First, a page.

I am learning about Quantum Homology which I have to use in my research, and I see that in many papers (For example in FOOO, "Spectral invariants with bulk, Quasimorphisms and Lagrangian Floer theory", http://arxiv.org/abs/1105.5123), the homology ring being computed is given in terms of a Superpotential function. I understand that the relations in the homology ring are somehow encoded in its derivatives, and that it's critical point somehow correspond to Toric fibers with non vanishing homology, but nothing more than that and I have no clue about the details.

What I am looking for is some exposition on the subject, some lecture notes, or somewhere where I can see a simple example being calculated completely from scratch.

Can anyone please refer me so such sources?

Thank you


2 Answers 2


For compact toric manifolds, Floer cohomology of non-displaceable Lagrangians can be detected by their superpotentials. This is in some sense the $\mathfrak{m}_0$ term in the $A_\infty$ structure which represents the obstruction to defining Floer cohomology. This construction can be found in the paper of FOOO: http://arxiv.org/abs/1009.1648. For more elementary expositions, see the paper of Cho: http://arxiv.org/abs/math/0412414.

In fact, the superpotantial encodes informations about the non-triviality of the $A_\infty$ structures of non-displaceable Lagrangians. What you want can be deduced by passing to the cohomology level. In fact, it is conjectured by Kontsevich in the compact case that the Hochschild cohomology of the Fukaya category is equal to the quantum cohomology. On the other hand, homological mirror symmetry predicts that the quantum cohomology ring should be identified with the Jacobi ring of the superpotential. The latter thing is just the Hochschild cohomology of the triangulated category of singularities in the sense of Orlov. That's why the informations of quantum cohomology are encoded in the derivatives of the superpotential. A large part of this conjecture in the toric case is proved by FOOO in the above paper. In the compact toric case, it is the work in preparation of Abouzaid-FOOO that the Fukaya category is generated by certain torus fibers of the toric fibration on these manifolds. But as toric fibers, their disc enumeration and therefore the superpotential can be determined explicitly using the work of Cho-Oh: http://arxiv.org/abs/math/0308225. The work of Cho-Oh only concerns the monotone case. For indefinite case like Hirzebruch surfaces, you need to deal with non-trivial issues coming from Kuranish structures, which involves techniques of FOOO developed in their book. There are non-trivial sphere bubblings and the discs involved are not regular.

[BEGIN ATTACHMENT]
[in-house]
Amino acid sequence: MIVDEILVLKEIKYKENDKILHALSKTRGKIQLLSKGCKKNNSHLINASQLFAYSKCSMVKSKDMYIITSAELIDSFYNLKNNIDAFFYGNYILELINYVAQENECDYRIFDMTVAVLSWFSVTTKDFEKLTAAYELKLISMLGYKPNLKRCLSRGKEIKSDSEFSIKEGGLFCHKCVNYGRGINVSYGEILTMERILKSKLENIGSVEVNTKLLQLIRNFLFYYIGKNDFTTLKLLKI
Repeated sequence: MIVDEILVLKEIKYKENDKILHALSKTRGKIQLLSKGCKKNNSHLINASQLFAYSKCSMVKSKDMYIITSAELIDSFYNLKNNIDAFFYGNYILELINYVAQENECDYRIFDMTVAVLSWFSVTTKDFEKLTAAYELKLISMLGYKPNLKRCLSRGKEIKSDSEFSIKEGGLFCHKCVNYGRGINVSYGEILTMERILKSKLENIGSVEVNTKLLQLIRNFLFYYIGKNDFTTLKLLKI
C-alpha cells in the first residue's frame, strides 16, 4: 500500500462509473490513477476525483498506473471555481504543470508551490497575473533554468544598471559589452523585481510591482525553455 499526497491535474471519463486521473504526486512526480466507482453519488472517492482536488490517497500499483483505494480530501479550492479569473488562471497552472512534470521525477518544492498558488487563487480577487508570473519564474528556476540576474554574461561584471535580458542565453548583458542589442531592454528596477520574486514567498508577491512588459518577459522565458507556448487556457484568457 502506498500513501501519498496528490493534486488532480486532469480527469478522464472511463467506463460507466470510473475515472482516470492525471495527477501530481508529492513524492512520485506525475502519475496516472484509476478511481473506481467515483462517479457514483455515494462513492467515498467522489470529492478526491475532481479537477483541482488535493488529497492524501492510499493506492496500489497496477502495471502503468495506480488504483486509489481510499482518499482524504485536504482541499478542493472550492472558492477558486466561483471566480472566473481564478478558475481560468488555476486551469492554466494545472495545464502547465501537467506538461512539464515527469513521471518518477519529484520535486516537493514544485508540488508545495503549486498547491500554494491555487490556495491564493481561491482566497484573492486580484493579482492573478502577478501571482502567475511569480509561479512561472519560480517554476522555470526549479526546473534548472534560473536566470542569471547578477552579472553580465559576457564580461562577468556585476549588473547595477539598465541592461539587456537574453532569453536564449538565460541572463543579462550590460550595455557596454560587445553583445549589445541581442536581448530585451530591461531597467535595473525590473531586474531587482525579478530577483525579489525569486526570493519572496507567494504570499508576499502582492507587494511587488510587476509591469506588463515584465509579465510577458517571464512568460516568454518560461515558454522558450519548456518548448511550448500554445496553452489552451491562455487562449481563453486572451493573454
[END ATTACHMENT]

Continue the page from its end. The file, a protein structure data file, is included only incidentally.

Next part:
The same construction also generalizes to symplectic manifolds with local toric charts, and the superpotential and Floer cohomology can be deduced in a similar way as Cho did, see for example, the work of Abouzaid-Auroux-Katzarkov: http://arxiv.org/abs/1205.0053.

Many interesting explicit examples can be found in the paper of Ritter-Smith: http://arxiv.org/abs/1201.5880. They give computations in both compact and non-compact cases. In the non-compact setting, you need to replace $QH^\ast(X)$ by the symplectic cohomology $SH^\ast(X)$.

  • $\begingroup$ Great answer!! It is worthwhile to note that the first appearance of a description in Landau-Ginzburg form appeared first in section 9 of Batyrev's work (93) while Orlov's machinery of singular derived categories was introduced later (04) $\endgroup$ Aug 7, 2017 at 12:49

You can find some very accessible discussion on quantum cohomology of toric (Fano) manifolds in On the quantum homology algebra of toric Fano manifolds by Ostrover & Tyomkin (and references therein). Also check out Batyrev's original Quantum Cohomology Rings of Toric Manifolds - before going to FOOO.


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